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This recipe is designed for 3 good-sized pies when rhubarb is in season. The harvesting period for rhubarb is from late spring through to the end of summer. We have a well established plant and it comfortably gives us two harvests. The third harvest tends to be spindly. Don’t let the stalks become too large, they will get tough and woody. I used one stalk for pastry, a couple of stalks were refrigerated for use later, and several stalks were used to make these pies. One pie was eaten and two were given away.

Rhubarb is best either diced or very thinly sliced. Large chunks tend to get soggy. Speaking of soggy, I would have to be very hungry before I would settle down to a dish of stewed rhubarb. I find the flavour on its own a bit harsh so I like to combine it with apples or strawberries. I only had a few strawberries left, so I added a cup of frozen raspberries to the fruit mixture. Generally count on two and a half to three cups of fruit for every pie.

Both rhubarb and raspberries are tart, so I added more sugar than usual. Rhubarb and apple let a lot of juice so I increased the flour too. I learned to make pies from cookbooks and I always ended up with runny pies. Then I realized cookbooks follow trends and present an ideal, but not always what works best. When it comes to pies, the trend is to reduce sugar and flour. This helps to sell cookbooks. After all who cares if half of the recipes are unworkable. Make the buck and run. Most people will believe they were at fault anyway. After all it looked so good on the picture. In truth, pies will never be diet foods. With all that sugar and flour I used, these pies still hinted tartness, though with perfectly well balanced texture and flavour. Cut a slice, have a slice and share a slice. If you make pie you might as well enjoy it!

When we bake we use sugar, fat, flour and some salt. Actually none of these things are bad for you. They didn’t hurt your great grandparents they were all slim. We have been on a sugar free, low fat, fat free and low sodium diet for years and now we are cutting back on gluten and yet we are still packing on the pounds. But this isn’t our fault. We gain weight because we live on chemically processed factory food. Virtually all the food products in the meat, bakery, deli, dairy, vegetable and bulk isles, all the packets, jars, cans and boxes we take home from the supermarket contain ingredients that mess with our hormones. THIS is what makes us fat. I heard somewhere that if we stick to the perimeter of the store we can escape the chemicals. It’s a lie. All foods are industrialized and factory produced and we won’t escape it not even with organically grown produce.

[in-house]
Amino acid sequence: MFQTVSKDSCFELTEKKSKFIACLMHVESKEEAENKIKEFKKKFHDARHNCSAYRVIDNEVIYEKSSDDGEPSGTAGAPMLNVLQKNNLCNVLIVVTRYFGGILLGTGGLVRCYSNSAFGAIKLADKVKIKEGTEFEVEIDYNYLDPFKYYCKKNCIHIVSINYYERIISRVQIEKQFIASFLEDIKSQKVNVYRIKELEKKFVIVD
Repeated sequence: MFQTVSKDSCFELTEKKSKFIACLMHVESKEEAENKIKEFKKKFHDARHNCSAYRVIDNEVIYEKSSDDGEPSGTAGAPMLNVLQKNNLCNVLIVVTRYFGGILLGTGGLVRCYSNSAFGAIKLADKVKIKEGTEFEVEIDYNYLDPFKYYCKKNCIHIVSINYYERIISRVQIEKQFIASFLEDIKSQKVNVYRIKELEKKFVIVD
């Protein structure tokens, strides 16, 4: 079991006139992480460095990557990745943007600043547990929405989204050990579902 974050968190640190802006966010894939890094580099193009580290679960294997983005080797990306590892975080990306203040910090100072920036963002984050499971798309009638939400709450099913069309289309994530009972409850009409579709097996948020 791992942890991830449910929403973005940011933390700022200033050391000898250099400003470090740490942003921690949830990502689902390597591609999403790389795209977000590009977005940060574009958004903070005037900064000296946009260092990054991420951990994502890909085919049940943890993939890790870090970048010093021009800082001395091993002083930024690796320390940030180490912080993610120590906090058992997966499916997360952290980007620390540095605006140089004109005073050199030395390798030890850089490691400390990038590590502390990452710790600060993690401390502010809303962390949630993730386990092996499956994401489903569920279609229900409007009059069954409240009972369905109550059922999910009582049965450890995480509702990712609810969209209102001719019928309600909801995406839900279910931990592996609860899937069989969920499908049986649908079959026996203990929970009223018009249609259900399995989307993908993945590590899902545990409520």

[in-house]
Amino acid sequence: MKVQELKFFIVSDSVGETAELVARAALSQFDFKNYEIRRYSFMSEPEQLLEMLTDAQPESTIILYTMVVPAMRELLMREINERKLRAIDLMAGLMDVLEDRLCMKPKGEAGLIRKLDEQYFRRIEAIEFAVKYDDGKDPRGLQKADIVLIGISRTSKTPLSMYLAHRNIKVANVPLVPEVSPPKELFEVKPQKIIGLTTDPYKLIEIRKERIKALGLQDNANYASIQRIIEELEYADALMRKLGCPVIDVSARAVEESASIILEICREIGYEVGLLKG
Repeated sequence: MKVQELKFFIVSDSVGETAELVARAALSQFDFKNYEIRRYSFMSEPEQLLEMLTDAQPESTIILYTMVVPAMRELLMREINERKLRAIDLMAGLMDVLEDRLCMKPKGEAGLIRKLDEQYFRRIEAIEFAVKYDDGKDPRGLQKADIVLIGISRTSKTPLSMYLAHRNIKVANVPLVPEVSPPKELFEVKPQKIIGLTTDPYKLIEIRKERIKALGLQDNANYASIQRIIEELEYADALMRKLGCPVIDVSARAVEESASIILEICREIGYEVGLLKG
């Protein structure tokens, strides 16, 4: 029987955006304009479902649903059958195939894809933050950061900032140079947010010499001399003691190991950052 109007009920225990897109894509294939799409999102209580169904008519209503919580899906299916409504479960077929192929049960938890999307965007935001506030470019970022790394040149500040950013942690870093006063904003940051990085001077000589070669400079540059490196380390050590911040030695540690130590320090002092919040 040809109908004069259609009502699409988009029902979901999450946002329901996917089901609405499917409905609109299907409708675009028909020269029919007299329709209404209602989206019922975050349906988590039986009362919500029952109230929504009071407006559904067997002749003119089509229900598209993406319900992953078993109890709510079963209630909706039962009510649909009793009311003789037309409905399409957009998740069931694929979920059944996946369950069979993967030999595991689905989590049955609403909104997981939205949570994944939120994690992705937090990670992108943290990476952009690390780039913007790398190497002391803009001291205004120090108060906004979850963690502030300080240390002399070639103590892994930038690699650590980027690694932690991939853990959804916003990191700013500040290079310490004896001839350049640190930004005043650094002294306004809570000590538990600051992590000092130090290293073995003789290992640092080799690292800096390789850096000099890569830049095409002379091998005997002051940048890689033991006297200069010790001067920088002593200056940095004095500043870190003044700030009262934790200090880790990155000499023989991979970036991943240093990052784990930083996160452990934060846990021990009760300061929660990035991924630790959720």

At least we can avoid fads. Take sugar for instance. First it was Aspartame than Splenda then Stevia and then Agave Syrup [the word syrup should have brought up the red flag, but it didn't] and in the end they all turned out to be far worse than you guessed it… sugar. Be aware and don’t fall for marketing or for pseudoscience. Look for independent, locally produced food products and grow a garden. The rest would have to be solved politically, but not everyone gets that. When our civilization finally wakes up to climate change serious changes will have to occur. Let’s just hope it will not be too late and there will remain a possibility for local agriculture to emerge. If not, the Earth will clean it all up and we will go the way of the dinosaurs. Go ahead and have a slice of pie! Sose halunk meg.   

still warm when cut

2 batches of pie pastry